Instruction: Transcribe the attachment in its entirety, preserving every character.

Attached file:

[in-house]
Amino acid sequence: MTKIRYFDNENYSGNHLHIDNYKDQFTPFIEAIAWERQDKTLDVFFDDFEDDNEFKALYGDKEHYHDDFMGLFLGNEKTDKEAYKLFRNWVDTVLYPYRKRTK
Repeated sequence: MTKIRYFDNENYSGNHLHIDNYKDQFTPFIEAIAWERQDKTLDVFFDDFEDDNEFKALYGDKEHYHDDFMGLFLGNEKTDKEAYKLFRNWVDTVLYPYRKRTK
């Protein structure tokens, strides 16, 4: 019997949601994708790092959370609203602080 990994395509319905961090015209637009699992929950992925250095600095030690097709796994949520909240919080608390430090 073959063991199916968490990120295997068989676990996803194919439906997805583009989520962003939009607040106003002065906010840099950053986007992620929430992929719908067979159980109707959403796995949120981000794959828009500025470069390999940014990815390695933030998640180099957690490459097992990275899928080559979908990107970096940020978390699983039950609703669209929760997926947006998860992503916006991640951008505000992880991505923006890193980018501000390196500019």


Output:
[in-house]
Amino acid sequence: MTKIRYFDNENYSGNHLHIDNYKDQFTPFIEAIAWERQDKTLDVFFDDFEDDNEFKALYGDKEHYHDDFMGLFLGNEKTDKEAYKLFRNWVDTVLYPYRKRTK
Repeated sequence: MTKIRYFDNENYSGNHLHIDNYKDQFTPFIEAIAWERQDKTLDVFFDDFEDDNEFKALYGDKEHYHDDFMGLFLGNEKTDKEAYKLFRNWVDTVLYPYRKRTK
């Protein structure tokens, strides 16, 4: 019997949601994708790092959370609203602080 990994395509319905961090015209637009699992929950992925250095600095030690097709796994949520909240919080608390430090 073959063991199916968490990120295997068989676990996803194919439906997805583009989520962003939009607040106003002065906010840099950053986007992620929430992929719908067979159980109707959403796995949120981000794959828009500025470069390999940014990815390695933030998640180099957690490459097992990275899928080559979908990107970096940020978390699983039950609703669209929760997926947006998860992503916006991640951008505000992880991505923006890193980018501000390196500019």